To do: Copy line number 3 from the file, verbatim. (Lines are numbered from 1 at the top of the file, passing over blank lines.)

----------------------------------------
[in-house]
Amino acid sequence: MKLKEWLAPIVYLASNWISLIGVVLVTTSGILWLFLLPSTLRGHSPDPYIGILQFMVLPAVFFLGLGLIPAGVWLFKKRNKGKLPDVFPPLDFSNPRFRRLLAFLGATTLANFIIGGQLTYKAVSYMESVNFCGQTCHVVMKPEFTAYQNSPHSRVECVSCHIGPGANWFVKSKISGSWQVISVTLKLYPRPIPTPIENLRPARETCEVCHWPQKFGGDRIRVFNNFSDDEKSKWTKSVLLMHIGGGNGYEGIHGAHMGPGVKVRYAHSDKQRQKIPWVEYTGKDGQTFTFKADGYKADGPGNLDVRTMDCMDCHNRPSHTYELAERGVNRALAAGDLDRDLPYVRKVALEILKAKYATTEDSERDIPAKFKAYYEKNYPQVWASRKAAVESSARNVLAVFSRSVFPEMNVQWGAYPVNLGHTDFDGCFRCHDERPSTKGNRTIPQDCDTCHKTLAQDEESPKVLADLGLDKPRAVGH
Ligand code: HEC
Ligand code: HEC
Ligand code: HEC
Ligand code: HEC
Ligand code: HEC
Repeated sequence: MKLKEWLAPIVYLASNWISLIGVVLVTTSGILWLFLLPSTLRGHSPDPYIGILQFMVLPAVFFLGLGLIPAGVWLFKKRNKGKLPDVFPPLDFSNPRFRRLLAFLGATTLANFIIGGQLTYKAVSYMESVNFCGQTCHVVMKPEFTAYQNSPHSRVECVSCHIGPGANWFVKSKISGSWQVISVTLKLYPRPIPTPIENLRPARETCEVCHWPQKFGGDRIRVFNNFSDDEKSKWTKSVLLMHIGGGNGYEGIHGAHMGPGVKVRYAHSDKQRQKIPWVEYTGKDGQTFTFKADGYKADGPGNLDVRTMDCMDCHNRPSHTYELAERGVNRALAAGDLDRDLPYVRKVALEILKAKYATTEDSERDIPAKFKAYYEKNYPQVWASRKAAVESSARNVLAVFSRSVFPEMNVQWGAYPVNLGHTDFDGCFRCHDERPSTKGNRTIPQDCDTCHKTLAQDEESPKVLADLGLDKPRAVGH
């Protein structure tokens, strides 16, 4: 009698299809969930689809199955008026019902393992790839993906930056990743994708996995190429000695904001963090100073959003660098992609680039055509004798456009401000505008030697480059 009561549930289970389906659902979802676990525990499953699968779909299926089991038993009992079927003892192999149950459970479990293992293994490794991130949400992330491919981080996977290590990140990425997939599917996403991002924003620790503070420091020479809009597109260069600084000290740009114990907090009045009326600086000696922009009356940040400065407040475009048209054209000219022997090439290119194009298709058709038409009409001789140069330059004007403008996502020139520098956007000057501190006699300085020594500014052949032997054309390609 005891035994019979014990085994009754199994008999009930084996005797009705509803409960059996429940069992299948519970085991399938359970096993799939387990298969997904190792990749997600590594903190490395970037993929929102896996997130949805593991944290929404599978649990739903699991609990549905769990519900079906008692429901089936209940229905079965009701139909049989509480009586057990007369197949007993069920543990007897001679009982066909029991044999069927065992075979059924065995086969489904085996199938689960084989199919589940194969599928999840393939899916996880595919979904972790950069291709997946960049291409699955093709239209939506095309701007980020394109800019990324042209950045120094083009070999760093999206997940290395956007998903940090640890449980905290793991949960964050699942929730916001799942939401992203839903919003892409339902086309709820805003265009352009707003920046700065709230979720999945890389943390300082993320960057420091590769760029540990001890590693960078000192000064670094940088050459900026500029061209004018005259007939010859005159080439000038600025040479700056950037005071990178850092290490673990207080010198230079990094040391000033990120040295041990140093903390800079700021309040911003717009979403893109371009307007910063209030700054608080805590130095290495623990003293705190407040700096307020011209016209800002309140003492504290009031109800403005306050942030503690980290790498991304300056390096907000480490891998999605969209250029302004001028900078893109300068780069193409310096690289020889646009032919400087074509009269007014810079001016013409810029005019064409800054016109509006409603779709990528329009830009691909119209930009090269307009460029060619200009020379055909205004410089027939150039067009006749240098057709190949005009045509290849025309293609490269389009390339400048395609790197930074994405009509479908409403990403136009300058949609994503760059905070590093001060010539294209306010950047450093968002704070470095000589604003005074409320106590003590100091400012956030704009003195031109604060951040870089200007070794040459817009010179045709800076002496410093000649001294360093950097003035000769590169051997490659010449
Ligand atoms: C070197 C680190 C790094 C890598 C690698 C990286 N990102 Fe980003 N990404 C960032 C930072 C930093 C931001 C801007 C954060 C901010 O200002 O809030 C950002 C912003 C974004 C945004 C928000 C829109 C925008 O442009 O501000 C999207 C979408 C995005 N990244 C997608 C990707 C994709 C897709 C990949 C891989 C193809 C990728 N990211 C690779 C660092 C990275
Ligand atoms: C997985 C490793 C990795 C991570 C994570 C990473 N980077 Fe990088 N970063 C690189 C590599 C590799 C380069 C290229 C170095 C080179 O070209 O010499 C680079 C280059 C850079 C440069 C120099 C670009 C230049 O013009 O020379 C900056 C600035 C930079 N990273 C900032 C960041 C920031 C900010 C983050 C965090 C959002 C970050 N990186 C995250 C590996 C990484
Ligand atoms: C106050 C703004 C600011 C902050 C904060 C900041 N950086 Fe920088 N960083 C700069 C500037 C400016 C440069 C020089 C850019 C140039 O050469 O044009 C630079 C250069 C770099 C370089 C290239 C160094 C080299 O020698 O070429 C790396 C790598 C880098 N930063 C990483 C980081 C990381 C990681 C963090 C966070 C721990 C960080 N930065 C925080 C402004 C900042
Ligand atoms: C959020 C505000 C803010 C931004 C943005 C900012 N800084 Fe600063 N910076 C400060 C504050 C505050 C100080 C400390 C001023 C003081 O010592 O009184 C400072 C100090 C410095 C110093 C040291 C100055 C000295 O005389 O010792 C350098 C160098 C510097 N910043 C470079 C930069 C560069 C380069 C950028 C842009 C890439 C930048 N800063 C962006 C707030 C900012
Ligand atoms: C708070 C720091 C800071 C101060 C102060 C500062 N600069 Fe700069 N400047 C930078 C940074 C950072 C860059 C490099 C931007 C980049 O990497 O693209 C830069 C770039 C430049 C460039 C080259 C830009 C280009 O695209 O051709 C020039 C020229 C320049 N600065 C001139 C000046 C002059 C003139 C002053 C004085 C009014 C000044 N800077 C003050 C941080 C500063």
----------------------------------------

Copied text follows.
Ligand code: HEC